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Gary Horton: Engorged on medical insurance in Fat City

Full Speed to Port!

Posted: August 11, 2009 4:19 p.m.
Updated: August 12, 2009 2:55 a.m.
 

"I'm busy, doc," deflecting my doctor's scolding for missing my annual checkup for three years.

I'm also 20 pounds overweight, and I've feared the day when my skinny doctor would clobber me about shaping up.

Yeah, I've kinda tried to lose the weight, but between the breakfast scones at Starbucks, wine with dinner and too many business lunches, the weight hasn't budged much - despite reasonable attempts at exercise.

Besides, I've always thought, "medical problems don't happen to me" - until today.

First up was the blood pressure test. Uh, oh. 150 over 100. Not good. Doc reminds me I'm in a high-stress business, running a high-stress life and blood pressure numbers like this can unexpectedly trigger a heart attack or stroke - even for an otherwise healthy 53-year-old.

"High blood pressure," doc said, "is the no.-1 preventable cause of heart attack, stroke, kidney failure and early death. And you're borderline and getting worse."

Doc hands me a carton of free blood pressure pills. But I tell him, "Look, I don't want to be one of those guys who takes baggies of pills each day, and one pill makes me smaller and one pill makes me large - and one that someone leaves me drooling or dead from the unintended effects of "modern medicine."

Doc responds, "You can eventually stop taking the blood pressure pills, but it's going to cost you that 20 pounds of fat you're carrying around and all the excess salt you've been gobbling up. See me when you're under 175 pounds and I bet your blood pressure will be back under control."

"It's a deal, Doc." And this time, I'm really committed to losing the weight. The vision of starting down the road to daily medication at age 53 is alarming. So, "bye bye, burgers and fries, adios chips and salsa, auf Wiedersehen, bratwurst!"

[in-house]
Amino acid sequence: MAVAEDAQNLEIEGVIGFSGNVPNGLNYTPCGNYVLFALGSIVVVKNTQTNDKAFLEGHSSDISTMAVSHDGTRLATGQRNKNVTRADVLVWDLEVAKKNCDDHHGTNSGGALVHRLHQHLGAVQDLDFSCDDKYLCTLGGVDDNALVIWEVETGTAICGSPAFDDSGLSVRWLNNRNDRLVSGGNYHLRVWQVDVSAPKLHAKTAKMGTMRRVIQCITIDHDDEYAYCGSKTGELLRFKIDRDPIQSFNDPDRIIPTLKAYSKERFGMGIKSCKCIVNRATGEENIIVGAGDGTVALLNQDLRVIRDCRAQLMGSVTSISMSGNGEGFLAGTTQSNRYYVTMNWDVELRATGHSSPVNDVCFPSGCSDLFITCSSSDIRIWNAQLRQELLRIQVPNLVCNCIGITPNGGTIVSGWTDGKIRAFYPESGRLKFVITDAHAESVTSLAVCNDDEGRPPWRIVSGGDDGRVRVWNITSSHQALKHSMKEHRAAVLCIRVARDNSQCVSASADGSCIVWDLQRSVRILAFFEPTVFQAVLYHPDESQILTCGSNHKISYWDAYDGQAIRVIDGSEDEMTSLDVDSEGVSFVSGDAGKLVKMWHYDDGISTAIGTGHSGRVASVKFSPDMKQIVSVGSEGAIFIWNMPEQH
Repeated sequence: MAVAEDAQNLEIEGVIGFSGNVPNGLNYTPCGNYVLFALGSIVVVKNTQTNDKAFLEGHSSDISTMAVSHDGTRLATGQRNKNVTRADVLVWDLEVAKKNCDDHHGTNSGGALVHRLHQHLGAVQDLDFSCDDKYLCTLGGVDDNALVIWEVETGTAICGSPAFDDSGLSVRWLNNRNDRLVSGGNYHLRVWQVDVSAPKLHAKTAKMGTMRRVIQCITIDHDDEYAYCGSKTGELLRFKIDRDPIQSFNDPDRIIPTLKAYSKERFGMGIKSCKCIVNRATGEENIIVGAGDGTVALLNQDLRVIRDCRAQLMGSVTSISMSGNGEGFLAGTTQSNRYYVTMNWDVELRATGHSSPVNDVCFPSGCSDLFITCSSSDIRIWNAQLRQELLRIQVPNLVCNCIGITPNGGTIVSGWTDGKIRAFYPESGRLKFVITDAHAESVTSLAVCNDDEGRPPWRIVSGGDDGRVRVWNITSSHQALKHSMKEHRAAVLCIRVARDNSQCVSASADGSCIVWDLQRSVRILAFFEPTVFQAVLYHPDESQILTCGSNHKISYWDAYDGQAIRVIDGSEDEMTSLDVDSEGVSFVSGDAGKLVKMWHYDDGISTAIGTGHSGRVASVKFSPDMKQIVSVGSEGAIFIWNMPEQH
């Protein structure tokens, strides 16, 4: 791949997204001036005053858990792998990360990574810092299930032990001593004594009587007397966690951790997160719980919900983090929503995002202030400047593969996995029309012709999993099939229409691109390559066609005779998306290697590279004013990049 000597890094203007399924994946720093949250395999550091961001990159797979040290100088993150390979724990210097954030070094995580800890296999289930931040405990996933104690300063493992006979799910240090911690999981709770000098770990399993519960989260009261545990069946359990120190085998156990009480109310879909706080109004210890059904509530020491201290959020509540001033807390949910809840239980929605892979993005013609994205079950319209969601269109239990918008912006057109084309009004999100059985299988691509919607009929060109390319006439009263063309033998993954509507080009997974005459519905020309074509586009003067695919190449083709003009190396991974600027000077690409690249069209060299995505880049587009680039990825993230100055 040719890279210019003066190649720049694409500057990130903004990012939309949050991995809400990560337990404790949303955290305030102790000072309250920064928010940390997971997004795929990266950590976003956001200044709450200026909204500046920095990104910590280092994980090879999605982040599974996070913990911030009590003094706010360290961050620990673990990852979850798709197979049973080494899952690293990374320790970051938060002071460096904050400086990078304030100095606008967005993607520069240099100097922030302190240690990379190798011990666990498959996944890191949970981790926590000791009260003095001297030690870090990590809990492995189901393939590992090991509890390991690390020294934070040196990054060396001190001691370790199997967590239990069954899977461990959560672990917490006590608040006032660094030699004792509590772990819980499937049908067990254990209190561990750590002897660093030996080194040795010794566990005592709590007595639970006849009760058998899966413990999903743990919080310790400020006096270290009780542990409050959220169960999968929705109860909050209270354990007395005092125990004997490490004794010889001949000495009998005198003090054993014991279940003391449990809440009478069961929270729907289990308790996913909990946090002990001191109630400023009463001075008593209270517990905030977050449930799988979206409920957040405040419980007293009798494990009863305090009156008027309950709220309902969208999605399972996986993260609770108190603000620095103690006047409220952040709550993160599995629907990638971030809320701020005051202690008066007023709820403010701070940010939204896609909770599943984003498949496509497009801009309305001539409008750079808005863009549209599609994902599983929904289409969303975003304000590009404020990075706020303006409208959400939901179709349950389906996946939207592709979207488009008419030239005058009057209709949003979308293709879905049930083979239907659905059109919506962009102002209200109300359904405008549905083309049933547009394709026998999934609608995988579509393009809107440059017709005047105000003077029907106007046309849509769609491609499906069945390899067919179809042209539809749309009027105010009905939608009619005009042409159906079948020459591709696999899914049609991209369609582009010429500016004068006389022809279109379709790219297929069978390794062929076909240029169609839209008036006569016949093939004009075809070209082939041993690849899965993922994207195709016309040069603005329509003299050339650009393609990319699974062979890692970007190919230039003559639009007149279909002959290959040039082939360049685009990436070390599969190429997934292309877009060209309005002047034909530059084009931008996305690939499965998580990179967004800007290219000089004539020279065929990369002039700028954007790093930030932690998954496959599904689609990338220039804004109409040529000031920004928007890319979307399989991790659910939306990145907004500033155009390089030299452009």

Now it's, "Hello, salmon and salad and daily exercise."

Motivational guru Zig Ziglar likes to tell about how he went from a "fat boy" 42-inch waistline to a fit 50-year-old in better shape than 98 percent of the college kids in the country. Even at age 60, Ziglar had a resting heart rate of 41 and could run for hours on end.

When he first got started on his fitness program he lamented about the "cost of getting healthy," his "sacrifice" of waking early to run and of forsaking fatty foods. At the start, he saw healthy living as a cost to his sedentary lifestyle.

But one day, running past hundreds of students at the Oregon State quad, lean and fit Ziglar realized his good health wasn't a cost at all.

Now, at age 60, Ziglar could do things he never imagined at 25. Ziglar reasoned that suffering ill health and tolerating the limitations of poor fitness would have been the real cost and the real loss. The investment to get healthy for Ziglar wasn't a sacrifice. Being able to run like a teenager was a huge benefit and it invigorated the rest of his life.

Today, America is engorged in a giant health care debate. How much medical stuff can we get and at what price? While choking on costs, we illogically still don't want anyone telling us we're too unfit, or too fat, for some procedure or for insurance itself. "No rationing," is the call to arms.

We've unwisely fixated on accessing unlimited, unconditional medical procedures rather than focusing on creating good health itself.

There's a difference, because achieving good health first brings medical costs down before they ever rise.

They say Europeans have better medical care that costs less than the U.S. and they live longer, healthier lives. But also they eat less and are thinner than HumVee-type Americans. Locally, Henry Mayo Newhall Memorial Hospital CEO Roger Seaver says that in 15 years, obesity-related disease will bankrupt America's medical system.

Missing from America's health care debate is the common sense part. In a nation where 50 percent of us are overweight and some 15 percent are destined for diabetes, where's our personal accountability to ourselves and to others for our own health?

Where's our obligation to live healthy lives so as to limit our own expense on the community system - be it public or private?

My doctor gave me a scolding, and I'm changing. A national scolding and weight intervention plan should be part of any new health care system. Because, more than any other "capitated medical procedure," reducing health care costs starts with what we put in our own mouths.

Gary Horton lives in Valencia. His column reflects his own views and not necessarily those of The Signal. "Full Speed to Port!" appears Wednesdays in The Signal.

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